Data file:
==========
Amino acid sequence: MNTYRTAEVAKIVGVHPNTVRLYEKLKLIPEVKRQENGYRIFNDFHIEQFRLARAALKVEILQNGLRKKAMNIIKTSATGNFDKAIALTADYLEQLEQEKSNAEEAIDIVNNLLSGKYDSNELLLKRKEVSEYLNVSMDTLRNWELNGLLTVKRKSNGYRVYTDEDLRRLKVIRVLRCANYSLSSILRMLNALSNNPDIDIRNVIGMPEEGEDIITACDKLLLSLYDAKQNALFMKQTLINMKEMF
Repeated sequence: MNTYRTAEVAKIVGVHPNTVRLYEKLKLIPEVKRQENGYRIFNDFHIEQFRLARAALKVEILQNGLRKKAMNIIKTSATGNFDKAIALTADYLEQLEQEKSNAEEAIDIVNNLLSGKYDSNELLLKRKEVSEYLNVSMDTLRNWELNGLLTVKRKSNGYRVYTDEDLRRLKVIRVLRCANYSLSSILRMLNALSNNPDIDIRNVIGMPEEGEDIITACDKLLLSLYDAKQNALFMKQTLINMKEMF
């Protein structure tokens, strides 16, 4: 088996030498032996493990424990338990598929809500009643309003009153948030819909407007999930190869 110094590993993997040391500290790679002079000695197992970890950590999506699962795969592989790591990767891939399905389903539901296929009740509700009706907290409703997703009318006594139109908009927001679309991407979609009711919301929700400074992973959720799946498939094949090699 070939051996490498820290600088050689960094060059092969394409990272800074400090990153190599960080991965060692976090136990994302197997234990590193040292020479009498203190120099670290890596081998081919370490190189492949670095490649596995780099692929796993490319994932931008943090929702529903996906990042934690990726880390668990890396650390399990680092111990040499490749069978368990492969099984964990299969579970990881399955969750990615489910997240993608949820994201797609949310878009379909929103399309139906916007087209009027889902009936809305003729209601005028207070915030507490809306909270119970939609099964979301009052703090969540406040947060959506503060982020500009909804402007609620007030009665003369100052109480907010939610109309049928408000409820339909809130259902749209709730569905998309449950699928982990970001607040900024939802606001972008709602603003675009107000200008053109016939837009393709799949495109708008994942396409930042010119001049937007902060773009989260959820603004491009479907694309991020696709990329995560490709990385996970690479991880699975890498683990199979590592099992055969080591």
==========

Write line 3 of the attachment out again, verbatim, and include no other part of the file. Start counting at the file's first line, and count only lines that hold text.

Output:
């Protein structure tokens, strides 16, 4: 088996030498032996493990424990338990598929809500009643309003009153948030819909407007999930190869 110094590993993997040391500290790679002079000695197992970890950590999506699962795969592989790591990767891939399905389903539901296929009740509700009706907290409703997703009318006594139109908009927001679309991407979609009711919301929700400074992973959720799946498939094949090699 070939051996490498820290600088050689960094060059092969394409990272800074400090990153190599960080991965060692976090136990994302197997234990590193040292020479009498203190120099670290890596081998081919370490190189492949670095490649596995780099692929796993490319994932931008943090929702529903996906990042934690990726880390668990890396650390399990680092111990040499490749069978368990492969099984964990299969579970990881399955969750990615489910997240993608949820994201797609949310878009379909929103399309139906916007087209009027889902009936809305003729209601005028207070915030507490809306909270119970939609099964979301009052703090969540406040947060959506503060982020500009909804402007609620007030009665003369100052109480907010939610109309049928408000409820339909809130259902749209709730569905998309449950699928982990970001607040900024939802606001972008709602603003675009107000200008053109016939837009393709799949495109708008994942396409930042010119001049937007902060773009989260959820603004491009479907694309991020696709990329995560490709990385996970690479991880699975890498683990199979590592099992055969080591």